Guide to PULAU PANGKOR – a Place for Lazy Dayz

While the most popular islands like the Perhentians or Tioman are on the otherwise very conservative and religious east coast, Pangkor is in the west, three hours from Kuala Lumpur, and even less from Ipoh.

Secluded Coral Beach
Secluded Coral Beach.

So hop on the ferry in Lumut and half an hour later, you’ll find yourself in a tropical paradise.

Yes, Pangkor’s strongest suit is its accessibility, also due to its proximity of 3.5 kilometers from the mainland.

While Pangkor’s inland is hilly and forested, the main reason why you should visit are the beaches on the west coast. The most popular ones are Pasir Bogak, Teluk Nipah, and finally Coral Beach, which is the most relaxed and secluded one.

Beach Life at Teluk Nipah

The beach of Teluk Nipah stretches just in front of a small fishing village. Here you find a range of accommodations – from pretty simple to a bit more upscale – no luxury, though. There is also a small supermarket and stalls selling beach equipment, souvenirs, and refreshments along the road next to the beach. Everything is very relaxed.

Sunset over Teluk Nipah
Even the sunset takes it slowly over Pangkor.

If you’re willing to walk for ten minutes, you’ll get to the even nicer and more secluded Coral Beach in the adjacent bay.

Fruit punch on Pulau Pangkor
Fruit punch with a view.

Both beaches offer fine sand, clean waters, and friendly restaurants serving good food. However, Coral Beach is broader and more separated from the road by palm trees and restaurants; now, how does that sound?!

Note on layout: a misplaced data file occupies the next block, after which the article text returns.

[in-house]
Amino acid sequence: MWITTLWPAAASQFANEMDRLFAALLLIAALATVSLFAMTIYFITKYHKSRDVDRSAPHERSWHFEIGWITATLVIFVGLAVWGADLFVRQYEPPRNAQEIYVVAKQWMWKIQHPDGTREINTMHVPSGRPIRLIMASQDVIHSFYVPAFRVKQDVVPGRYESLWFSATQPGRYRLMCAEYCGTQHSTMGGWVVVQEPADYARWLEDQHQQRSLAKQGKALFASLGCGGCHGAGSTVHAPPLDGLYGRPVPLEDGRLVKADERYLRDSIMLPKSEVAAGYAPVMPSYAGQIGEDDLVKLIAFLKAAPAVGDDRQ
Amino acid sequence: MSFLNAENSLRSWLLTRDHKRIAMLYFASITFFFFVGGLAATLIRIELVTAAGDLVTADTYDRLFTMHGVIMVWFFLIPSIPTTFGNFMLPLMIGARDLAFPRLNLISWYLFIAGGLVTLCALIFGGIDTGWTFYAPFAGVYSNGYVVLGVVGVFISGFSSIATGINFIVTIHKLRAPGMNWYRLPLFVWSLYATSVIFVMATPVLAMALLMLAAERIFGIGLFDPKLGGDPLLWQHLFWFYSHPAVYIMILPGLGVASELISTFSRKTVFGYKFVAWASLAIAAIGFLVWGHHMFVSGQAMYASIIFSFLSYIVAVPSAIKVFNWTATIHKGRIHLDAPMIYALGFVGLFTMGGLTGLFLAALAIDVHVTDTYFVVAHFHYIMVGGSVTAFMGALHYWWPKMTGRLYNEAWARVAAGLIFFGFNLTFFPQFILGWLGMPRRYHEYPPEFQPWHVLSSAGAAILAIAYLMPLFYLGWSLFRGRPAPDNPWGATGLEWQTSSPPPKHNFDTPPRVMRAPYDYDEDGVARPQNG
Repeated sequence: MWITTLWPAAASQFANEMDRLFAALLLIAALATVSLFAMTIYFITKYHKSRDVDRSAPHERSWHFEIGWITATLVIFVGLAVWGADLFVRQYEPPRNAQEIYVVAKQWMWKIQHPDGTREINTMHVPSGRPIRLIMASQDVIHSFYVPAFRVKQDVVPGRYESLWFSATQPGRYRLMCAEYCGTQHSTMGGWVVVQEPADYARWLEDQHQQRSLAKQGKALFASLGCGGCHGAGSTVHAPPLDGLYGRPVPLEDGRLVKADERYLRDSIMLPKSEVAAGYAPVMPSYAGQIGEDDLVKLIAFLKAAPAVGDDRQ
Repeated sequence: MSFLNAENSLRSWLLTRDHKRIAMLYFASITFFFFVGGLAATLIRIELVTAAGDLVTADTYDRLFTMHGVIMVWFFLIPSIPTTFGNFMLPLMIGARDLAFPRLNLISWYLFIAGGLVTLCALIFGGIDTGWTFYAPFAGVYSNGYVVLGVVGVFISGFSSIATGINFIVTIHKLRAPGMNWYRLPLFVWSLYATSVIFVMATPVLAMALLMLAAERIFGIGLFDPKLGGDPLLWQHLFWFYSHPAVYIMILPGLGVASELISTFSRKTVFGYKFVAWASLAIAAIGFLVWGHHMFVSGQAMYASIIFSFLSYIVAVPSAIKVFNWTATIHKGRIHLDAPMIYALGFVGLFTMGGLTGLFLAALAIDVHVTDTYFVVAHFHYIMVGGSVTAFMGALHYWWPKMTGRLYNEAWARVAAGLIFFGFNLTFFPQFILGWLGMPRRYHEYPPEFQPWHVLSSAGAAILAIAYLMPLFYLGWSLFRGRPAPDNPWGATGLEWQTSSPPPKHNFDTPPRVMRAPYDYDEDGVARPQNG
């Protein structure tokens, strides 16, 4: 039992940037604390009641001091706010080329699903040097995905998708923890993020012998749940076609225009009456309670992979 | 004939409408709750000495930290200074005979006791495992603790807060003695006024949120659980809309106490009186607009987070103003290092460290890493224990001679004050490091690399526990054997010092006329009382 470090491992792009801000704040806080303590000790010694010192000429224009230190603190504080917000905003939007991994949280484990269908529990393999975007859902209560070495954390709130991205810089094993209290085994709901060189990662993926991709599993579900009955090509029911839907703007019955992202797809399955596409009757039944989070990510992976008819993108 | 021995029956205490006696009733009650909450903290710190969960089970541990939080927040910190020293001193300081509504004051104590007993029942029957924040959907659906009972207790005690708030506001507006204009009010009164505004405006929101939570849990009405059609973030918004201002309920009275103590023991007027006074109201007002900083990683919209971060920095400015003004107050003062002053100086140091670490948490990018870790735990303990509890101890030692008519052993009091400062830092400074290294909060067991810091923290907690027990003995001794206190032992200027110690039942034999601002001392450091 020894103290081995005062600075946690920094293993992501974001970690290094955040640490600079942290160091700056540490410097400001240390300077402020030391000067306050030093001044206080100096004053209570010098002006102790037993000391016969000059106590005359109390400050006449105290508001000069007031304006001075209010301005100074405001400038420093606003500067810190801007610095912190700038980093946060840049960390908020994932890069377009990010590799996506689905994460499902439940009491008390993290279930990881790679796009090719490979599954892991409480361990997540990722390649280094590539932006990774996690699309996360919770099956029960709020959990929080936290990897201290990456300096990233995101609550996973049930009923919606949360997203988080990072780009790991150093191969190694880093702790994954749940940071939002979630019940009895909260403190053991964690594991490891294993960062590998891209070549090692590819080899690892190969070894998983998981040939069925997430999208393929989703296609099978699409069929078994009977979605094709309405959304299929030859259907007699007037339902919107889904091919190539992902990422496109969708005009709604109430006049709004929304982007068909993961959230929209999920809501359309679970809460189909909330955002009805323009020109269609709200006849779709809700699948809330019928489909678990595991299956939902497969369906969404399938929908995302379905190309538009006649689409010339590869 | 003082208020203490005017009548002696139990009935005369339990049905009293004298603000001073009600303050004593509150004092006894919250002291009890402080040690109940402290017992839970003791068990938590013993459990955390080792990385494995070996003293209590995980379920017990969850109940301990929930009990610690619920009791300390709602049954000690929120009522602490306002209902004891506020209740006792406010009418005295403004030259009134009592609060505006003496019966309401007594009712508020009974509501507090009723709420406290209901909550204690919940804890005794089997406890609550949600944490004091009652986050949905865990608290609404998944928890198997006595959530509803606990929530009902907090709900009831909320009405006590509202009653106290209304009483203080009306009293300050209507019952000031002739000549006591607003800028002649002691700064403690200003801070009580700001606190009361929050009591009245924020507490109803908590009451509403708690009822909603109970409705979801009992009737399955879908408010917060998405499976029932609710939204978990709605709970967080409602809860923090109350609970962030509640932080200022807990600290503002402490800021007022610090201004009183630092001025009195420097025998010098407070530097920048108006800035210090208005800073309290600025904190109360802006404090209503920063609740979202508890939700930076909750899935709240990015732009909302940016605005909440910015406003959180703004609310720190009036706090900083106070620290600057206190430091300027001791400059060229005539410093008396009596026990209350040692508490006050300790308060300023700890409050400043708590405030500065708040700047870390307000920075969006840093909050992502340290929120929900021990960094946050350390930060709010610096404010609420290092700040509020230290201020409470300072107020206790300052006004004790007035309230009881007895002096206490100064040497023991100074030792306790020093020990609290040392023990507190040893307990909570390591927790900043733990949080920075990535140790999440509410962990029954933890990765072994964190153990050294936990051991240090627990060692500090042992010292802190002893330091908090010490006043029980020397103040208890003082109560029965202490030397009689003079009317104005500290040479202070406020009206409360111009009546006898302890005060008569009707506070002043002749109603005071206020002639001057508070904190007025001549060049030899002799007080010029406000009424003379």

Beach on Pulau Pangkor
Beach on Pulau Pangkor

To be honest, the other attractions on the island like the Lin Je Kong Temple, the Sri Pathirakaliamman Temple, or the Dutch Fort are not so overwhelming that you have to sacrifice a lazy beach day. Especially if you’ve seen temples and forts elsewhere on the peninsula; just sayin’.

Pulau Pangkor caters mainly to national tourists so during the week – granted it’s not school holiday season in Malaysia – the beaches are pretty empty. Here, you can actually have the entire beach practically to yourself.

Practical Information

How to Get There

Ferries are leaving for Pulau Pangkor from Lumut. You can get there by bus from many places around Malaysia like for instance Butterworth or Ipoh. Since the ferries are going every 30 minutes at peak hours and otherwise every 45 minutes, I guess you don’t really need a timetable. The first ferry leaves Lumut at 7 a. m. and Pangkor at 6.30 a. m. The last ferry leaves either harbor at 8.30 p. m. The trip takes around half an hour.

How to Get Around

There is no bus going from Teluk Nipah to the jetty. But cabs take you there and around at reasonable prices.

Good Place to Sleep

Accommodations around Teluk Nipah are not expensive, but to our standards, they aren’t great, either. The Anjungan Beach Resort is quite good – and exactly halfway between two beaches….can it get any better?!

However, here are more lodging options to choose from*:

Best Place to Eat

There are two really good places on Coral Beach, Daddy’s Café and Nipah Deli. Both serve excellent food and good drinks – and most of all, the owners are very pleasant, helpful people.

Cash And Cards

There is an ATM and even a bank on the eastern shore of the island, so no worries here.

Connection And Communication

Like on many of the smaller islands in Malaysia, electricity can be a bit weak and so does the Wi-Fi. You might want to see it as a great opportunity to unwind….

Do you want to read about all the other beautiful places I’ve visited in Malaysia? Then go to the main post and take your pick! There you’ll also find valuable general information that will make your trip smoother.

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Note: This post is being regularly completed, edited, and updated – last in April 2023.

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